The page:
A ten-line haiku would not be a haiku. It would be unable to hold the energies of a haiku, it would become diffuse, a reflective, discursive or descriptive poem. Roland Barthes, the insightful French critic, writes: ‘Haiku brevity is not formal; haiku is not a complex thought reduced to a short form but a short event which finds its right form in a touch .’ (L’empiere des signes, Flammarion, Paris, 1970).

Simply mastering the haiku form will not bring sudden enlightenment. It is the spirit of haiku which matters and this has been eloquently attested to by Humberto Senegal, President of the Colombian Haiku Society:


‘Erudition and intellectual wisdom, the paths of the egotistic poet, are not adequate for one who seriously wishes to draw near to haiku. The path of intuition, of the non-being of being, leads directly to haiku…’


And he goes on to warn potential haikuists:


‘In the West, few cultivators of the haiku go beyond form. They focus on this part of the legacy from the masters because it seems easier to count syllables or to tie themselves to the seasons than to present themselves, and their wonder, to that same astonishment which Basho must have experienced at the trees in bloom, at the sound of the birds and at the sound of the rain…’

The word ‘astonishment’ is apt and Goethe suggests it as a vehicle towards ‘the highest summit to which the human spirit can ascend’:


                             linking heaven

                                      and this world,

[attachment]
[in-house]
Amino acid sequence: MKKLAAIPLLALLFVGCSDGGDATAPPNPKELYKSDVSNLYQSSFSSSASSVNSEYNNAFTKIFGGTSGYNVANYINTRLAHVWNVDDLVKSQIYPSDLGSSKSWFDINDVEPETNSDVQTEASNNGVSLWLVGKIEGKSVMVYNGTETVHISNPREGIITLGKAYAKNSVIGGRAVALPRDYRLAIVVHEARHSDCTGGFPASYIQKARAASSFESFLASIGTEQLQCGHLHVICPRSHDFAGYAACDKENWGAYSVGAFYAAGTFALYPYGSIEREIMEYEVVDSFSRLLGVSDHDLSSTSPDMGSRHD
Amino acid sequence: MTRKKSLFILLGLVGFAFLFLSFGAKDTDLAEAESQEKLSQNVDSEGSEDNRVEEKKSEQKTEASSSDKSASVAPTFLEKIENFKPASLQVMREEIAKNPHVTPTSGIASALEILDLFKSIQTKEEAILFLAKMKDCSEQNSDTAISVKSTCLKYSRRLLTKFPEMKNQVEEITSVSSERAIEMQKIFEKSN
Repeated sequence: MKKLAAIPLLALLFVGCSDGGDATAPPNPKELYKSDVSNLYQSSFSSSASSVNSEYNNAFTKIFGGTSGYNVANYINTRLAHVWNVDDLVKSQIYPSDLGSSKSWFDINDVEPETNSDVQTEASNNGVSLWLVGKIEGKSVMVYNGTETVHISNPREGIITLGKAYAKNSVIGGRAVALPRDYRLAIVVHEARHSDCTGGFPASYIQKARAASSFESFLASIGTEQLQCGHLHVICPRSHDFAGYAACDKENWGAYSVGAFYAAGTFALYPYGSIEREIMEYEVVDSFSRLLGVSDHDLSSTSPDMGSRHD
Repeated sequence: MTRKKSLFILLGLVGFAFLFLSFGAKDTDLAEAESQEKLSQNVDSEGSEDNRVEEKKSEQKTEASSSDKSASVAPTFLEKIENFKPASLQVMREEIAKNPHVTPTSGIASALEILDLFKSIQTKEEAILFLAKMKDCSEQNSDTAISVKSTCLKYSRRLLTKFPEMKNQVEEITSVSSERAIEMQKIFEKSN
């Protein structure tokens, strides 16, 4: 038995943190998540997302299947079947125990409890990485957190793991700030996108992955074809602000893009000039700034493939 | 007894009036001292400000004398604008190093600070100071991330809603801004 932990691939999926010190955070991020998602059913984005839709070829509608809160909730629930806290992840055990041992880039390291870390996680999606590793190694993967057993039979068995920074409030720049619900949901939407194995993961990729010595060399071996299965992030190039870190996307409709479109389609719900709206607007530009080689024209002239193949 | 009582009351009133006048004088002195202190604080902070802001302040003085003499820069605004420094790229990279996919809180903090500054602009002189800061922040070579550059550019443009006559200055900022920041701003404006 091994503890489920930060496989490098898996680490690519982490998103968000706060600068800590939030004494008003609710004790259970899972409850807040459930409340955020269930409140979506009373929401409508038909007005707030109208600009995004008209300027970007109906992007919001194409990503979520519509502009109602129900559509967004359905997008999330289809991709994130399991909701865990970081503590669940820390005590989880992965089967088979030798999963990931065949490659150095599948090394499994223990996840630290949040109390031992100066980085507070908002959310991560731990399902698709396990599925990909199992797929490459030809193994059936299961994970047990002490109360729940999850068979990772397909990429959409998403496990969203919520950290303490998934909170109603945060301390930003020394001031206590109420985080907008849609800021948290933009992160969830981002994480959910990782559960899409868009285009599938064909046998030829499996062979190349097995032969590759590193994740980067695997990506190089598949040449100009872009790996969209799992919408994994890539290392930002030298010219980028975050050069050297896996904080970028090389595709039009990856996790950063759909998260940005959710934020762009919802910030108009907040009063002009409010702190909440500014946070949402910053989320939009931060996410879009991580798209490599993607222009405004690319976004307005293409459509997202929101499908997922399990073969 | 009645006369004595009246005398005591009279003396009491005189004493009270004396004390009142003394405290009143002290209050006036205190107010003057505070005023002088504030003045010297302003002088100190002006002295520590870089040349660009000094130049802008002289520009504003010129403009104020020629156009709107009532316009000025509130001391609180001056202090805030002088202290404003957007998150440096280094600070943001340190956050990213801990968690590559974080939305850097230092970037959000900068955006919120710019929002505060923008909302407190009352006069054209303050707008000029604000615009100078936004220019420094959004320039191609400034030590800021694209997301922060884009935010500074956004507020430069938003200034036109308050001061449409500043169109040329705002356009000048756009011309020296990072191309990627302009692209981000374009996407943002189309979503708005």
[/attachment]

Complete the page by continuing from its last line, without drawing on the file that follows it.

a spider’s filament

                                                          Hoshino Tsubaki

          (Version by ST in World Haiku Review, March 2003)

But let’s return to Senegal’s insights. Without them, we are not truly on the haiku path:


‘Spirit is not discovering through intelligence, manipulation of literary data, academic disciplines, memorisations of literary techniques, nor through the study of complicated books and the analysis of theory and content. Spirit is only discovered through the grace of wonder and amazement …’                 


Unless you recognise the truth of Senegal’s pronouncements and adhere to this simple truth, through thick and thin, the promise behind this book – sudden enlightenment through haiku – will not be fulfilled for you. From the same source, two more pronouncements then, for extra measure:


‘Every haiku, when authentic, is satori, an ecstasy of the observed and the observer in union and manifestation, thanks to the simplicity and impersonality of the poet…’

Finally, Senegal emphasises another thread running through this book, namely the universality of haiku: